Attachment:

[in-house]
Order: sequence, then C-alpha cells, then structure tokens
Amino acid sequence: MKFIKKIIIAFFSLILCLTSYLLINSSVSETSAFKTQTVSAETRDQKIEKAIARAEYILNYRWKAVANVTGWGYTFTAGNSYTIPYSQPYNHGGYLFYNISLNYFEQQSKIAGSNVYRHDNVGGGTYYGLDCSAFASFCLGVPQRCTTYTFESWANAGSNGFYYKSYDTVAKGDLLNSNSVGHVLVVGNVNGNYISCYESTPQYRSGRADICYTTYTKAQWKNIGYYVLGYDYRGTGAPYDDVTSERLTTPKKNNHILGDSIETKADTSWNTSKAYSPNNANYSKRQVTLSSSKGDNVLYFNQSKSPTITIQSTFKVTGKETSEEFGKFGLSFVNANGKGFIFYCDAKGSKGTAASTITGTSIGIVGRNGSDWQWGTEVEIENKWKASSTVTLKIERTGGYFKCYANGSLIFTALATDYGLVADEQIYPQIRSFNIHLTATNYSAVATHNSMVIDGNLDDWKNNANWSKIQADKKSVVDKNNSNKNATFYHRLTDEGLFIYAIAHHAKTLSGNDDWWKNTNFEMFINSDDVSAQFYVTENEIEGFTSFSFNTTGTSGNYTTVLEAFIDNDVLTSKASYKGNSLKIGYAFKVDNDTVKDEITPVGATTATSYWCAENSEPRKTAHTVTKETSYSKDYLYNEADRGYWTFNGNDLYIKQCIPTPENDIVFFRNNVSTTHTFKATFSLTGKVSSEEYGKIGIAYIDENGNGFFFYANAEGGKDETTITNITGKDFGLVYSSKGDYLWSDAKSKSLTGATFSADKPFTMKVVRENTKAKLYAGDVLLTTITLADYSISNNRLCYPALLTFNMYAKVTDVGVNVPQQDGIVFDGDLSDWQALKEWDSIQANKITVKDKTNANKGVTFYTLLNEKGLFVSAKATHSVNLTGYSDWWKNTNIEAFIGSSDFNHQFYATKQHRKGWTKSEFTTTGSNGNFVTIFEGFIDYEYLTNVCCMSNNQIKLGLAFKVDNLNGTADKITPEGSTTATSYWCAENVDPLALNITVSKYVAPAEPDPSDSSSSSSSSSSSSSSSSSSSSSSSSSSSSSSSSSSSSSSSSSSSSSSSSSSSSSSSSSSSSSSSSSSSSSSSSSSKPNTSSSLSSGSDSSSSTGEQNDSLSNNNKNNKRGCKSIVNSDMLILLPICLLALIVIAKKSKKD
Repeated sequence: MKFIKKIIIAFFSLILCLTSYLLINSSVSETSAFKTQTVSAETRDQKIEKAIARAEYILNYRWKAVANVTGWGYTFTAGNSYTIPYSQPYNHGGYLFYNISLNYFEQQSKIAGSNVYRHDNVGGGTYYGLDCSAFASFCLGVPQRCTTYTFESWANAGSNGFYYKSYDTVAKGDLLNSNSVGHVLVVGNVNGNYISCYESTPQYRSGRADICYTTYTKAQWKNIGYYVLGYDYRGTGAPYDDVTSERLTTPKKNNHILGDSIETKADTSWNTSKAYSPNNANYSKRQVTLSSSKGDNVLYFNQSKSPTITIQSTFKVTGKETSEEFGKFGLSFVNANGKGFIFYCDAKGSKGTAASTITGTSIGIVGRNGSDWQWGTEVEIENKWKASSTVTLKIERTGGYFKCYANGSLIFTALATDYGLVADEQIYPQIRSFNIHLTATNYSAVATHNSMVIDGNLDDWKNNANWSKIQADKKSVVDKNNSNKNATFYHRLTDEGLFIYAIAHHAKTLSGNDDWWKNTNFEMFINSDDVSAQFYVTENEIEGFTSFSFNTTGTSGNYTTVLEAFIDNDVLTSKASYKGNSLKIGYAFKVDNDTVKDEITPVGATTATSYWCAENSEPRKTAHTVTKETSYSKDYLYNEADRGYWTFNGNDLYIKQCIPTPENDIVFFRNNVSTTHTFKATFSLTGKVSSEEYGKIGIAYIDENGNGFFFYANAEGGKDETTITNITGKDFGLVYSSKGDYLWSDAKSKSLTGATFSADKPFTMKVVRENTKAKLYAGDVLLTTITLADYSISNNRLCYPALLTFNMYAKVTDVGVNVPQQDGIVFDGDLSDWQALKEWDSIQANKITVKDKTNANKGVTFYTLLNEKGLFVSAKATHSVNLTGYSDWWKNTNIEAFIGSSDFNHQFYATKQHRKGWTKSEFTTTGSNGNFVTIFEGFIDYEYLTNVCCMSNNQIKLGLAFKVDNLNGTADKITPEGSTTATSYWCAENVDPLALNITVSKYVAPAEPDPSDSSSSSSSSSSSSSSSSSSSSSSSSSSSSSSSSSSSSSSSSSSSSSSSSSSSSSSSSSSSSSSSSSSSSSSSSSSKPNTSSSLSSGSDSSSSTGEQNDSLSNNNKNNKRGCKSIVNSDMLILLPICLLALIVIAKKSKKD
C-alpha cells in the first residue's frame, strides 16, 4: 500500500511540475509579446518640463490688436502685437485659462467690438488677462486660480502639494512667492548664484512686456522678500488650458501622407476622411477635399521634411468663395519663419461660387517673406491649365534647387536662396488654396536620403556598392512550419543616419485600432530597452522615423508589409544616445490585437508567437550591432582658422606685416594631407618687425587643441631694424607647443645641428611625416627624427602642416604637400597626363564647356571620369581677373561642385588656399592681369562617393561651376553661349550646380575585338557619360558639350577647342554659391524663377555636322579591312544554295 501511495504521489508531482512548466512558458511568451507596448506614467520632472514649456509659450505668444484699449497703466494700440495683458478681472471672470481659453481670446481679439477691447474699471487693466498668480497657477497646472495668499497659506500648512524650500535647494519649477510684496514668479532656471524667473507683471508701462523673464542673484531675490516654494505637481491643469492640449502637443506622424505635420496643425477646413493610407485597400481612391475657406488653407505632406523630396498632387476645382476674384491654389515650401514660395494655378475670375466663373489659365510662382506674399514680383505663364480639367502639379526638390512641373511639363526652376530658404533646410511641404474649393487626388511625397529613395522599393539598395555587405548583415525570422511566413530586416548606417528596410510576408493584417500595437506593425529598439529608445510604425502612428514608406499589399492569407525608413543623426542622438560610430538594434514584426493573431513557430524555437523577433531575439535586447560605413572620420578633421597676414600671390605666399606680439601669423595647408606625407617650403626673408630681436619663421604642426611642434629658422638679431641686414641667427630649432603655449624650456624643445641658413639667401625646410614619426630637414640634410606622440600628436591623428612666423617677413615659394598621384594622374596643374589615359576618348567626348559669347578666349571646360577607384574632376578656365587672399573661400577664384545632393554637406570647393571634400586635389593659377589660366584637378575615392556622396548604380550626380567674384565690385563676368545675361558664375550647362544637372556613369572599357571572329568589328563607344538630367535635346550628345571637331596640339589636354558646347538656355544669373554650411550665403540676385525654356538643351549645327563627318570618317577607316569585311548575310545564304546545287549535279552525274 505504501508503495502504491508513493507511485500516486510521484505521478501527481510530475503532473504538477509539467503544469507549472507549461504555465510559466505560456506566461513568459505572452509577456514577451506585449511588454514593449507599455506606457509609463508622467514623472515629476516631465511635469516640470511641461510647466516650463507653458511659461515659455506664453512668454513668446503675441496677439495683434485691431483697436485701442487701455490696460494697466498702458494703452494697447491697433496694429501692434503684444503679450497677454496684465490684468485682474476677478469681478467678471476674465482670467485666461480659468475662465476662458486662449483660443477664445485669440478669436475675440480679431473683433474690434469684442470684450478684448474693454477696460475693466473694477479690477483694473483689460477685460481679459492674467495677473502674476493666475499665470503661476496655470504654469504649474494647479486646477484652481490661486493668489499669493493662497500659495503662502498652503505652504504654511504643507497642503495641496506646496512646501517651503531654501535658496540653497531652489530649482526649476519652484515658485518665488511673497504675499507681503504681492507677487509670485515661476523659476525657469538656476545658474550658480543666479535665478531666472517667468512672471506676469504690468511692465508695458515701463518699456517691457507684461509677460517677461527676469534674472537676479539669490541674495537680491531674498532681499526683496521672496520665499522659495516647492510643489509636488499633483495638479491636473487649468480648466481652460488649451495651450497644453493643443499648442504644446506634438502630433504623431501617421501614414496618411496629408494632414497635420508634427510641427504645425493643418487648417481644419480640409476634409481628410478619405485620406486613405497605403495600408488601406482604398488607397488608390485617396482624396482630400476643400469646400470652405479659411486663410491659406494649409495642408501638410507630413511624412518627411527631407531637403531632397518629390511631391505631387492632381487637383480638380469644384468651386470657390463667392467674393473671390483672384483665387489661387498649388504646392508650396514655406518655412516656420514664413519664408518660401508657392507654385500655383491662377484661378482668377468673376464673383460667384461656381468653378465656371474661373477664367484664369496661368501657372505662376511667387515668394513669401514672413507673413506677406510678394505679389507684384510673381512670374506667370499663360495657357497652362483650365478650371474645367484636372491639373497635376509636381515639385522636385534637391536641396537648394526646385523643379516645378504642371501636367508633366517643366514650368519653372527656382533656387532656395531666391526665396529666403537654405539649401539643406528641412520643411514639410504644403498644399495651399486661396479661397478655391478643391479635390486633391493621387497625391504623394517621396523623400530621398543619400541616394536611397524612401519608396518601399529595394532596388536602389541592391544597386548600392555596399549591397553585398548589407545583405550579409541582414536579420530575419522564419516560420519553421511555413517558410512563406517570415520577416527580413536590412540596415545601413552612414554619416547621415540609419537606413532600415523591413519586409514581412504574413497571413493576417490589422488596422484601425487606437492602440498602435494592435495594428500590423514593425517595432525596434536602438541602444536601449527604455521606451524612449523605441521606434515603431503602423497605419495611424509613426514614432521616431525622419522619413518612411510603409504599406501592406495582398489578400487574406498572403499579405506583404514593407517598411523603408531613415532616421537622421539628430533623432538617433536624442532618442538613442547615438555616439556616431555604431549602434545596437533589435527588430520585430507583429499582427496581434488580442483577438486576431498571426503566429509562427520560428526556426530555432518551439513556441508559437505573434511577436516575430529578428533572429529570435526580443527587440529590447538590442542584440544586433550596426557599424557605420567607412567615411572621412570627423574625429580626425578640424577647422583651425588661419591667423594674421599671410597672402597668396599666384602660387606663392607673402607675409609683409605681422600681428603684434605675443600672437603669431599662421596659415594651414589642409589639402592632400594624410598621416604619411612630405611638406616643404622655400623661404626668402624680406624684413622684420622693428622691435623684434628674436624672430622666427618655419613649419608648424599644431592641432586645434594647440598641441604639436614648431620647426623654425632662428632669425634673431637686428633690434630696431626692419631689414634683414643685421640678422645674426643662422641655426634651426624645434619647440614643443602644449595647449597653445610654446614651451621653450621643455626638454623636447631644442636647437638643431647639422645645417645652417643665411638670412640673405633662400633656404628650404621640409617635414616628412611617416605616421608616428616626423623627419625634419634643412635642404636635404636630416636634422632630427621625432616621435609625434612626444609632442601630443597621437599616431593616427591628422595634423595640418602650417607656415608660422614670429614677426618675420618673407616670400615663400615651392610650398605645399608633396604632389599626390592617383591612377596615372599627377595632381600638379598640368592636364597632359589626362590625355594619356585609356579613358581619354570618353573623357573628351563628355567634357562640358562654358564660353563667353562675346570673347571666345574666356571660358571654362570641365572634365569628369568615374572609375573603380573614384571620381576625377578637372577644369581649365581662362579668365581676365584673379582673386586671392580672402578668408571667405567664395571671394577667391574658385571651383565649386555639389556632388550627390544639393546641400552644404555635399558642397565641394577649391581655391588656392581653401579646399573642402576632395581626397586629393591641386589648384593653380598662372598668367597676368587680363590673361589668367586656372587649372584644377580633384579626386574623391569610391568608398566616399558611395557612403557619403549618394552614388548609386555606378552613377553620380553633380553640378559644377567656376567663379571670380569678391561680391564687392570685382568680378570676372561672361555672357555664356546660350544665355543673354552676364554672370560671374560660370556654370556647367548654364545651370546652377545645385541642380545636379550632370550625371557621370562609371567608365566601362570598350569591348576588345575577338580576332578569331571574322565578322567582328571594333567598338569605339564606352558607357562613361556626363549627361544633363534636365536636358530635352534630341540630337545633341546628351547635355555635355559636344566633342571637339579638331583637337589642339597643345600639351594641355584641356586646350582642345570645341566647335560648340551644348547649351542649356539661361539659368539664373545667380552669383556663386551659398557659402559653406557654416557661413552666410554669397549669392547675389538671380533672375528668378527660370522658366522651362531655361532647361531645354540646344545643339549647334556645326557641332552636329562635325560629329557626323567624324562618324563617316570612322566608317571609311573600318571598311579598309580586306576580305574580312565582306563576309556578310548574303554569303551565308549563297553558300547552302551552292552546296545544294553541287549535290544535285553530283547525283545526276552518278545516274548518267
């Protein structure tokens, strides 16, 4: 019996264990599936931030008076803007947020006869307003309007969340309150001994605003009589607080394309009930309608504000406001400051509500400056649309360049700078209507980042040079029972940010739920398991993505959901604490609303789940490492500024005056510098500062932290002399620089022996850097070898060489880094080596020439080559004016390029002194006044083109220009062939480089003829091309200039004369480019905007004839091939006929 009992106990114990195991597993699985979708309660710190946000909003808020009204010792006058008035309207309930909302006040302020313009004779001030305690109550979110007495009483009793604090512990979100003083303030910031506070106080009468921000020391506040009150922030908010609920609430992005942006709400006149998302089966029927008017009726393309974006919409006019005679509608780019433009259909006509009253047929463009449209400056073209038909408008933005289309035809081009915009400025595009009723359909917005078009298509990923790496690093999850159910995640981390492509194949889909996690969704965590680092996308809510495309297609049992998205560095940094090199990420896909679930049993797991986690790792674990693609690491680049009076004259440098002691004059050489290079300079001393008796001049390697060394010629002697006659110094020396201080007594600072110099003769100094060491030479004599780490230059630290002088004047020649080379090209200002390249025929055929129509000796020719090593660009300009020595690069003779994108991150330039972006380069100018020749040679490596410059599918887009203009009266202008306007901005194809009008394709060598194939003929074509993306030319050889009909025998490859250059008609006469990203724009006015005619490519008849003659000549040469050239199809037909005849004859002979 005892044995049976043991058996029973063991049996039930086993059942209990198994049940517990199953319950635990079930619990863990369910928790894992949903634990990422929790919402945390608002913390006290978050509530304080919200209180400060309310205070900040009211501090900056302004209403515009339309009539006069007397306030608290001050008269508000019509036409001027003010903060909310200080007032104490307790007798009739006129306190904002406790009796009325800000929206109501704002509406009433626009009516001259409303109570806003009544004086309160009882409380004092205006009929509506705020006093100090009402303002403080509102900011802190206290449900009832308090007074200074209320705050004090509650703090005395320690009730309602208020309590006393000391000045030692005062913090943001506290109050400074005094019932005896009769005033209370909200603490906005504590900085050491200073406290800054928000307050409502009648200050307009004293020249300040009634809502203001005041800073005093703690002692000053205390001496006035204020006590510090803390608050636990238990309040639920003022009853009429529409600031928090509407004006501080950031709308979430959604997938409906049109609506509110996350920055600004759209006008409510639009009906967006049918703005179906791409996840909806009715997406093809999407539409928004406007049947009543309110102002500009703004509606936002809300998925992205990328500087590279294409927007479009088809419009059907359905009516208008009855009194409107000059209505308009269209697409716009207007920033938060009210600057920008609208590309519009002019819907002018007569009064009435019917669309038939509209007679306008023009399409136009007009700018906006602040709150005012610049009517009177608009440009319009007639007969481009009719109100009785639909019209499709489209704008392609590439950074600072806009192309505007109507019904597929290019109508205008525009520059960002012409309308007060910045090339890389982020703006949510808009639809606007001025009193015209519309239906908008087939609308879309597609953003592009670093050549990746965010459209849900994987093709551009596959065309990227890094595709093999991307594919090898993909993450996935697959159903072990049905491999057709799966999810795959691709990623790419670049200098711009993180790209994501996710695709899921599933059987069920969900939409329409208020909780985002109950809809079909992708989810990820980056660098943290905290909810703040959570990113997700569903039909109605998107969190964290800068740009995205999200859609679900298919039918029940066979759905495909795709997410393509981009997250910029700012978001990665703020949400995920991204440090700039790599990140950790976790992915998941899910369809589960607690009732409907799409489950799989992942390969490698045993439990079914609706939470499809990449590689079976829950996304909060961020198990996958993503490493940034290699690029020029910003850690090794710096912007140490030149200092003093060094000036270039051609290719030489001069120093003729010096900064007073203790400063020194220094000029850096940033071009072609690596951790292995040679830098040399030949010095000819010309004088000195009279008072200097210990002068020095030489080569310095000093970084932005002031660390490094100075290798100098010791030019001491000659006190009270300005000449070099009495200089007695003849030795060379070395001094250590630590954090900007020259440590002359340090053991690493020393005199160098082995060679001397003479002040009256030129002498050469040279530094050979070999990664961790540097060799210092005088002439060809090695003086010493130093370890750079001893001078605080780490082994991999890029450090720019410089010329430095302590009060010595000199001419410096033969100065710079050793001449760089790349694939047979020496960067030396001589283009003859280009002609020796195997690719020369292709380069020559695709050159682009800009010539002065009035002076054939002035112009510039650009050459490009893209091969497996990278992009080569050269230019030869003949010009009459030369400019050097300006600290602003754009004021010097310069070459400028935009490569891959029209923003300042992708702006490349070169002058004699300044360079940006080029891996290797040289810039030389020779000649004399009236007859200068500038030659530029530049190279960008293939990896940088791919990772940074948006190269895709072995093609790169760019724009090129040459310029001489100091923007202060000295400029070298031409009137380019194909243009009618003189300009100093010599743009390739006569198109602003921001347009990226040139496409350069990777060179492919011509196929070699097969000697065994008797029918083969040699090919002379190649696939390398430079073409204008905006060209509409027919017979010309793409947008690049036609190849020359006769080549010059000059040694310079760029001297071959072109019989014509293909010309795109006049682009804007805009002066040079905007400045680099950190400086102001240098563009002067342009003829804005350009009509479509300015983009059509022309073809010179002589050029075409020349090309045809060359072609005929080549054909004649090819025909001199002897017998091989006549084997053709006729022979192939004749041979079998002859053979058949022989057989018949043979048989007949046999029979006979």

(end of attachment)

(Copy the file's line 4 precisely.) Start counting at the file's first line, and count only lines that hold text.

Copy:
Repeated sequence: MKFIKKIIIAFFSLILCLTSYLLINSSVSETSAFKTQTVSAETRDQKIEKAIARAEYILNYRWKAVANVTGWGYTFTAGNSYTIPYSQPYNHGGYLFYNISLNYFEQQSKIAGSNVYRHDNVGGGTYYGLDCSAFASFCLGVPQRCTTYTFESWANAGSNGFYYKSYDTVAKGDLLNSNSVGHVLVVGNVNGNYISCYESTPQYRSGRADICYTTYTKAQWKNIGYYVLGYDYRGTGAPYDDVTSERLTTPKKNNHILGDSIETKADTSWNTSKAYSPNNANYSKRQVTLSSSKGDNVLYFNQSKSPTITIQSTFKVTGKETSEEFGKFGLSFVNANGKGFIFYCDAKGSKGTAASTITGTSIGIVGRNGSDWQWGTEVEIENKWKASSTVTLKIERTGGYFKCYANGSLIFTALATDYGLVADEQIYPQIRSFNIHLTATNYSAVATHNSMVIDGNLDDWKNNANWSKIQADKKSVVDKNNSNKNATFYHRLTDEGLFIYAIAHHAKTLSGNDDWWKNTNFEMFINSDDVSAQFYVTENEIEGFTSFSFNTTGTSGNYTTVLEAFIDNDVLTSKASYKGNSLKIGYAFKVDNDTVKDEITPVGATTATSYWCAENSEPRKTAHTVTKETSYSKDYLYNEADRGYWTFNGNDLYIKQCIPTPENDIVFFRNNVSTTHTFKATFSLTGKVSSEEYGKIGIAYIDENGNGFFFYANAEGGKDETTITNITGKDFGLVYSSKGDYLWSDAKSKSLTGATFSADKPFTMKVVRENTKAKLYAGDVLLTTITLADYSISNNRLCYPALLTFNMYAKVTDVGVNVPQQDGIVFDGDLSDWQALKEWDSIQANKITVKDKTNANKGVTFYTLLNEKGLFVSAKATHSVNLTGYSDWWKNTNIEAFIGSSDFNHQFYATKQHRKGWTKSEFTTTGSNGNFVTIFEGFIDYEYLTNVCCMSNNQIKLGLAFKVDNLNGTADKITPEGSTTATSYWCAENVDPLALNITVSKYVAPAEPDPSDSSSSSSSSSSSSSSSSSSSSSSSSSSSSSSSSSSSSSSSSSSSSSSSSSSSSSSSSSSSSSSSSSSSSSSSSSSKPNTSSSLSSGSDSSSSTGEQNDSLSNNNKNNKRGCKSIVNSDMLILLPICLLALIVIAKKSKKD